We finally settled on a modified design where the glass pebbles were affixed to clear, textured glass.
Then we went through a lengthy period of bringing home different pieces of glass and holding them up to the space. We fell for a swirling, orange glass called Cat’s Paw. It is the same kind of glass used in the restoration of the Wisconsin State Capital building.
Marcia took it from there.
It’s been months in the making. We probably first saw Marcia’s work in October.
Marcia kindly brought the finished panels out this afternoon, along with a file to carefully grind away any bit of zinc edging that might be too big for the space. That process ended up taking several hours of fitting and filing and fitting and filing.
Now that we are living in Underhill House, we love watching the ducks, geese and other migrating birds that take a break in our little pond, but it’s obvious that the feeling is not mutual. That’s why we are planting a hedge between the house and the pond. The plants we choose for the hedge are all native and offer some benefits to birds, such as seeds, fruits and sites for resting and nesting.
We decided to make elderberries, Sambucus nigra, a part of that hedge. Birds eat the fruit, and humans can too.
Before I rave about the reputed health benefits of the elderberry I have to start with a warning.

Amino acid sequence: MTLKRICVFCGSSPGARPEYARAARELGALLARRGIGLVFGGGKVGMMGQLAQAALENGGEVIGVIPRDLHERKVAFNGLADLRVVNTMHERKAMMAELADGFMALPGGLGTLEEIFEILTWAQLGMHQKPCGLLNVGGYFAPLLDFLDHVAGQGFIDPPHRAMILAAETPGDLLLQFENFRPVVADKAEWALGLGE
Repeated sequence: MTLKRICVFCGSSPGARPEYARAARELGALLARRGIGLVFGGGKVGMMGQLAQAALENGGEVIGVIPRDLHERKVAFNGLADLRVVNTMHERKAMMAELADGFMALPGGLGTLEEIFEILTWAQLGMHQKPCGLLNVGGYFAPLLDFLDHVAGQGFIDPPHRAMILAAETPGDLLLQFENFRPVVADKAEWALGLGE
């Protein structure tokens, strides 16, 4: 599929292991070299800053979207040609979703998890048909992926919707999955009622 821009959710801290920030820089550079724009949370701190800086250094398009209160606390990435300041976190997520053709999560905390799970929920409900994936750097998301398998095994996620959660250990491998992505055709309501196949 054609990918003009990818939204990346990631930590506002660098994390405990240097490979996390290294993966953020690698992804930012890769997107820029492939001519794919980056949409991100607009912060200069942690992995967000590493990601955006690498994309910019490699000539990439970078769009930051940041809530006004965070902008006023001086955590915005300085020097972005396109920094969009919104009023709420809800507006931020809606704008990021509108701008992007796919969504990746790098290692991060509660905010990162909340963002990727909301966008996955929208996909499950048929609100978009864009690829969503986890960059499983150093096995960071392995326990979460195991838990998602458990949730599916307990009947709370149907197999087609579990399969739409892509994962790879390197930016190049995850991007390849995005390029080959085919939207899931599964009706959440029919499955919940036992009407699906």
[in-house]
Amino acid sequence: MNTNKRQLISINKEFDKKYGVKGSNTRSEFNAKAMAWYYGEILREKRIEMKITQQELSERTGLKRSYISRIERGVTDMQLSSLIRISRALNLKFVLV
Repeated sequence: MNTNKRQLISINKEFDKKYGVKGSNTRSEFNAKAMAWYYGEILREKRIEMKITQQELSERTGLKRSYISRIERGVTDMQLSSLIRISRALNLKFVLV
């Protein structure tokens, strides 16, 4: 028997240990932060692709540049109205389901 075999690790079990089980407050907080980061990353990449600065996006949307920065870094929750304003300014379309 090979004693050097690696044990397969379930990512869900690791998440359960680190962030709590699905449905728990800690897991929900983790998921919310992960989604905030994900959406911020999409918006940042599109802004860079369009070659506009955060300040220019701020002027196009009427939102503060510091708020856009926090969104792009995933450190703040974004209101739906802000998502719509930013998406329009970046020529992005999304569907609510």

THE BAD NEWS
Never eat or drink any product made from raw elderberry fruit, flowers, or leaves. They contain a cyanide-producing glycoside and must be cooked before injested. According to the Poison Plant Patch of the Nova Scotia Museum website, glycosides are toxins in which at least one sugar molecule is linked with oxygen to another compound, often nitrogen-based. They become harmful when the sugar molecule is stripped off, as in the process of digestion.
Please, talk to your doctor or pharmacist before adding elderberry to any other drugs or supplements you already take. Elderberry is not recommended for children or women who are pregnant or breastfeeding.
Now, for those intrepid readers not running for the hills:
THE GOOD NEWS
Elderberries are a good source of anthocyanins, powerful antioxidants which are responsible for giving many red and purple fruits their color.
According to WebMD, Elderberries contain natural substances called flavonoids. They seem to help reduce swelling, fight inflammation, and boost the immune system.